- a married man, especially when considered in relation to his partner in marriage.
- British. a manager.
- Archaic. a prudent or frugal manager.
- to manage, especially with prudent economy.
- to use frugally; conserve: to husband one's resources.
- to be or become a husband to; marry.
- to find a husband for.
- to till; cultivate.
Origin of husband
Synonyms for husbandSee more synonyms for on Thesaurus.com
Related Words for husbandedpreserve, enjoy, absorb, own, recognize, keep, maintain, have, contain, hold, possess, plow, reap, tend, graze, sow, cultivate, operate, harvest, grow
Examples from the Web for husbanded
Contemporary Examples of husbanded
Nor is the incredible explosion of science and technology Israel has husbanded.'Why I'm a Zionist'
January 14, 2013
Historical Examples of husbanded
Already, perhaps, they were on their way, and he husbanded his strength against their coming.St. Martin's Summer
All possessions, apart from their home productions, must be husbanded to the utmost.The Bondwoman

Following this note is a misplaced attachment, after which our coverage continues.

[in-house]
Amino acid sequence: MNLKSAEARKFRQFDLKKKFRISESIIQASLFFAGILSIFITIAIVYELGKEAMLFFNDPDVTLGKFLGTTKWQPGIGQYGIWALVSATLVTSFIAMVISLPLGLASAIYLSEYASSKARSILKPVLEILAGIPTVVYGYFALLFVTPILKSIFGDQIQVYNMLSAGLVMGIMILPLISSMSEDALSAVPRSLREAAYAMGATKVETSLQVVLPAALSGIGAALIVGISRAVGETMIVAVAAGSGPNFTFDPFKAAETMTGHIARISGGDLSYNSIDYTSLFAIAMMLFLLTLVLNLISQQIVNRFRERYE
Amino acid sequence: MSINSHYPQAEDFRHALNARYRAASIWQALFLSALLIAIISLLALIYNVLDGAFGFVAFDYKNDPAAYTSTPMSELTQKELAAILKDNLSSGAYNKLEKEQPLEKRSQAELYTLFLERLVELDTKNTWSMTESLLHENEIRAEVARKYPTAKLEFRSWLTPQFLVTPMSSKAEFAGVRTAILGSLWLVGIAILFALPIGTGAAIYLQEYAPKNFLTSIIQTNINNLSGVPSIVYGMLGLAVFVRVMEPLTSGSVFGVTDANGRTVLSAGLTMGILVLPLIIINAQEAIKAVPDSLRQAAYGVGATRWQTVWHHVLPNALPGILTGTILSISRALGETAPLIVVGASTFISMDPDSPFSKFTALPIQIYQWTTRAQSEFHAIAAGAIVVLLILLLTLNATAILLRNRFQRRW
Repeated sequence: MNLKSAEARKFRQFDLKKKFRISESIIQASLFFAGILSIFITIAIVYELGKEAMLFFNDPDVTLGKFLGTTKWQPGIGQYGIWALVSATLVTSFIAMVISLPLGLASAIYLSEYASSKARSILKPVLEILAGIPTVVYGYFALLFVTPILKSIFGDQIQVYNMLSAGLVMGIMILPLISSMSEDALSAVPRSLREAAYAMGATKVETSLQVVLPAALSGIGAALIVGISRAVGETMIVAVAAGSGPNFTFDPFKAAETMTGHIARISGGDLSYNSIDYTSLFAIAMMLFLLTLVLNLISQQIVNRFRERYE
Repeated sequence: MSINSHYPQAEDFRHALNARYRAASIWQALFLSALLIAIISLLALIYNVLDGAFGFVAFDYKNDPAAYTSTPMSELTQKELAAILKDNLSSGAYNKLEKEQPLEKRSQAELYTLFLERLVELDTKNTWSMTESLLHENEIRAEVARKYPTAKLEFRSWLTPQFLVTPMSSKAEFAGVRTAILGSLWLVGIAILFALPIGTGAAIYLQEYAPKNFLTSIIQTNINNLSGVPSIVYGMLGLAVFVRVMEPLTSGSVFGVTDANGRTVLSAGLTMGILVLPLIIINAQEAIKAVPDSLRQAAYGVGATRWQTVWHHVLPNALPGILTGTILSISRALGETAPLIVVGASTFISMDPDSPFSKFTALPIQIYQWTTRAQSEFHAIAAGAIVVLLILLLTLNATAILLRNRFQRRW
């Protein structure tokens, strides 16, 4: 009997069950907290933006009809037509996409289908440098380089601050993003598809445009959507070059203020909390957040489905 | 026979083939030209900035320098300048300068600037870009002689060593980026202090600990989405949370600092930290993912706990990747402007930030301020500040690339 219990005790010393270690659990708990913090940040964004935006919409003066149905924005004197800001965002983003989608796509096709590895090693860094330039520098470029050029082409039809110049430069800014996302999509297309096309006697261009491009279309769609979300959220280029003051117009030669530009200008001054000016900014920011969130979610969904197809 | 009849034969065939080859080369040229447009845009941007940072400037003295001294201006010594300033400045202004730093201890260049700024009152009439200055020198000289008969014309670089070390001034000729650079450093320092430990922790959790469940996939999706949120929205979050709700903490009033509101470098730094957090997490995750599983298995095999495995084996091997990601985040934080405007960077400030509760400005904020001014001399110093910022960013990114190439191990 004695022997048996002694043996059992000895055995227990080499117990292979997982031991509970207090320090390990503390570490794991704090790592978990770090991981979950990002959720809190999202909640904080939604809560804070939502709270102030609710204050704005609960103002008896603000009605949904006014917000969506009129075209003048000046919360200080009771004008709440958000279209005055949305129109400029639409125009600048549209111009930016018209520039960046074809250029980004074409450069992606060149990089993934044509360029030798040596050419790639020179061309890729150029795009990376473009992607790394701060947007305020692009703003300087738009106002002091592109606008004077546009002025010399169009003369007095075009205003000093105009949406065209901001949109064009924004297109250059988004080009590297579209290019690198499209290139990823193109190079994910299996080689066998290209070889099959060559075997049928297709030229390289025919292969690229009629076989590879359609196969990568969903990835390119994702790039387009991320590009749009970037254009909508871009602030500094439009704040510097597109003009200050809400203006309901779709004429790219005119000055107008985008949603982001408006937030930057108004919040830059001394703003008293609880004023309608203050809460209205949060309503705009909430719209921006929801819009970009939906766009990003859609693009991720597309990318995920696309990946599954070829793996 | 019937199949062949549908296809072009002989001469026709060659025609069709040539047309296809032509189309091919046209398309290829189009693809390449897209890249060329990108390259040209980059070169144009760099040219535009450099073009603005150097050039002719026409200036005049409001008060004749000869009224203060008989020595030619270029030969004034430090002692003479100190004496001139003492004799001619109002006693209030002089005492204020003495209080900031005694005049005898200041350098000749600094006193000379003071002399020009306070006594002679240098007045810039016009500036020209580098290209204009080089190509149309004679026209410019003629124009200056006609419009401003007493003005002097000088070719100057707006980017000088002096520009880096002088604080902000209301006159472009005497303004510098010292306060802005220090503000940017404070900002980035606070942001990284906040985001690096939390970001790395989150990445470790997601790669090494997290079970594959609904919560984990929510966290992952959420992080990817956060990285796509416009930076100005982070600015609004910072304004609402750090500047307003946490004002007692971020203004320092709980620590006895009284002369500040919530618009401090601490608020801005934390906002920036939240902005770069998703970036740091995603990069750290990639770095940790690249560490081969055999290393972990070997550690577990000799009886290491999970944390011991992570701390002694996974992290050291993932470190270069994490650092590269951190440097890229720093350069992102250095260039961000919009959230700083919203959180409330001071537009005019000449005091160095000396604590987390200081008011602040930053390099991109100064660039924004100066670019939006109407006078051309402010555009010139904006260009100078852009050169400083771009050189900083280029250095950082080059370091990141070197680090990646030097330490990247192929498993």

Marah Ellis Ryan
I should have done so before and have husbanded the precious years when they were at their best.Erasmus and the Age of Reformation
Carefully we husbanded the precious fluid; we had learned to know its value.
Oh, how carefully we husbanded the few precious nuts which remained!
- a woman's partner in marriage
- a manager of an estate
- a frugal person
- to manage or use (resources, finances, etc) thriftily
- (tr)to find a husband for
- (of a woman) to marry (a man)
- (tr) obsolete to till (the soil)
Word Origin for husband
Old English husbonda "male head of a household," probably from Old Norse husbondi "master of the house," from hus "house" (see house (n.)) + bondi "householder, dweller, freeholder, peasant," from buandi, present participle of bua "to dwell" (see bower). Beginning late 13c., replaced Old English wer as "married man," companion of wif, a sad loss for English poetry. Slang shortening hubby first attested 1680s.
"manage thriftily," early 15c., from husband (n.) in an obsolete sense of "steward" (mid-15c.). Related: Husbanded; husbanding.